UPDATE: Metro Manila will be placed under a less restrictive general community quarantine (GCQ) starting Wednesday, Sept. 8 until the 30th, Malacañang announced Monday. Presidential spokesperson Harry Roque explained that Metro Manila was downgraded to GCQ classification since it will be piloting the proposed shift to granular lockdowns as opposed to region-wide restrictions.
ICYMI: Metro Manila will be under granular lockdown starting Wednesday, Sept. 8. This is according to the Department of Trade and Industry (DTI) Secretary Ramon Lopez. The new quarantine classification was already approved by the Interagency Taskforce on Emerging Infectious Diseases (IATF) over the weekend.
Under granular lockdown, the incidence of COVID-19 in each area will be categorized based on its severity rated from 1 to 4. At level 1, the area will impose the least restrictions, while level 4 areas will mean hard lockdown, where a no entry or exit rule will be observed, with the exception of health workers. The IATF is reportedly still discussing whether authorized persons outside of residence (APORs) will be allowed to go out. Lopez said there was a suggestion to allow APORs to go out as long as they have negative COVID-19 test results.
The IATF has yet to release specific guidelines, and whether this system extends to locales outside of Metro Manila. But according to Lopez, businesses in areas designated as level 1, 2, or 3 will be allowed to operate.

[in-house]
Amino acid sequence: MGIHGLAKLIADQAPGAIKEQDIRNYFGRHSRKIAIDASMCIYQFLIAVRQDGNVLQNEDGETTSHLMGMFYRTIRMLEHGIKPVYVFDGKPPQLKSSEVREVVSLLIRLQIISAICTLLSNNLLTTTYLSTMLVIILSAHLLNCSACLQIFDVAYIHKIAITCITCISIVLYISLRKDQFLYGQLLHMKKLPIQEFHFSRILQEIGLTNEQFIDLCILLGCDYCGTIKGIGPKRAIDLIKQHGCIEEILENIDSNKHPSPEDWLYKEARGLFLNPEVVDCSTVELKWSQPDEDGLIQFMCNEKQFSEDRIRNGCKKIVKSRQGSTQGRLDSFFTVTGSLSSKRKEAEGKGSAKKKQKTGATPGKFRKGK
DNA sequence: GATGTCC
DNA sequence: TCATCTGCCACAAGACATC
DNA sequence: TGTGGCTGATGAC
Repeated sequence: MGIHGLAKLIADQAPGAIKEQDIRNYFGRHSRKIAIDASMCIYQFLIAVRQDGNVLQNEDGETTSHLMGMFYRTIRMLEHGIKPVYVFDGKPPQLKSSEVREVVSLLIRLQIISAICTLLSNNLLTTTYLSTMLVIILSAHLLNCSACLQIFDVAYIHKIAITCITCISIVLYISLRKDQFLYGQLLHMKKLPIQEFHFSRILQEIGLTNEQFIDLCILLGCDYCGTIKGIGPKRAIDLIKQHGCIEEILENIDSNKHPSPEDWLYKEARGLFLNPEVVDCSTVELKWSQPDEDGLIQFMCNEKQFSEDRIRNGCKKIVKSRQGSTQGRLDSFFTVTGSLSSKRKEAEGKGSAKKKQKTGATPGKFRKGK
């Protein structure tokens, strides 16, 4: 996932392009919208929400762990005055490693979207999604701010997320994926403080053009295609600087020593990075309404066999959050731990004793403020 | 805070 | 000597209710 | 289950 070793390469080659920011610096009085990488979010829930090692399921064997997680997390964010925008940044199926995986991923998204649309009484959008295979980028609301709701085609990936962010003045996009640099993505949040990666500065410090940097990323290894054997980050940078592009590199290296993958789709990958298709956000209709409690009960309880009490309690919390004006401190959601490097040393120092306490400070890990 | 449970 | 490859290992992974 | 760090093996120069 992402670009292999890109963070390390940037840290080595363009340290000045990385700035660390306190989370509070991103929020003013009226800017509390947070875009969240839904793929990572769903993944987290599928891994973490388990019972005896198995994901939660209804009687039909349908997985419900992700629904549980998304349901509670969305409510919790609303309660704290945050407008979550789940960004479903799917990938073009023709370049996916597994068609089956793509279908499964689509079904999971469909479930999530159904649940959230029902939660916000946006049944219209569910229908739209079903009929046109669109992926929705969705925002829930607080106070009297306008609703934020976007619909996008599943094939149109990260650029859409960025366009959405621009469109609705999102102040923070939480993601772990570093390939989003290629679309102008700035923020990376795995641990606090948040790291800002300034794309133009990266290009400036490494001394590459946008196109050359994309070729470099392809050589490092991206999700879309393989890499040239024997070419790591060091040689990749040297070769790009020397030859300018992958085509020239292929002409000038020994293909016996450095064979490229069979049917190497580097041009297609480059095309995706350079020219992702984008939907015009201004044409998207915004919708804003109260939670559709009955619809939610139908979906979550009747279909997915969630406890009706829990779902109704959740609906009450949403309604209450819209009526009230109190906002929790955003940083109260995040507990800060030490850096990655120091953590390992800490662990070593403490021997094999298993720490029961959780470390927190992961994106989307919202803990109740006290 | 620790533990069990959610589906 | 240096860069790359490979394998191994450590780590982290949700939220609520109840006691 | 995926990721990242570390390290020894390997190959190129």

The granular lockdown, which has been favored by Malacañang, was initially implemented last year in Cebu. The government previously assigned granular lockdowns to a sitio, purok, or barangay, instead of an entire city or province. This is in order to impose strict quarantine protocols and more focused interventions in select small-scale areas that are deemed to have the most active COVID-19 cases. A similar classification has been utilized by cities in Metro Manila like Taguig last year but under the term localized lockdown.
Will it work this time? It depends
The country’s COVID-19 positivity rate currently stands at 28 percent or almost 1 in 3 Filipinos who are being tested yielding a positive result.
On Sunday, Vice President Leni Robredo said that while granular lockdowns are generally “okay,” they should be supplemented with ample testing and contact tracing. She added that there should be enough aid for people for the lockdown to be effective, too.
OCTA Research came up with the same recommendation; however, it is firm in its position that granular lockdowns alone will not be enough to curb COVID-19 cases.
“Our local governments will have a hard time in this set-up because of their limited manpower,” OCTA Research fellow Dr. Guido David said in a CNN Philippines interview.
“For example, there are 100 barangays in a city and 10 of them only have cases, it will be easier to implement a granular lockdown. But if there are 90 barangays with cases, the local government will have a hard time dealing with those because there will be persons assigned to man the locked-down area and bring food there.”
Over the weekend, the country tallied over 20,000 new COVID-19 cases in two consecutive days. There are currently over 150,000 active cases, according to the Department of Health’s latest bulletin.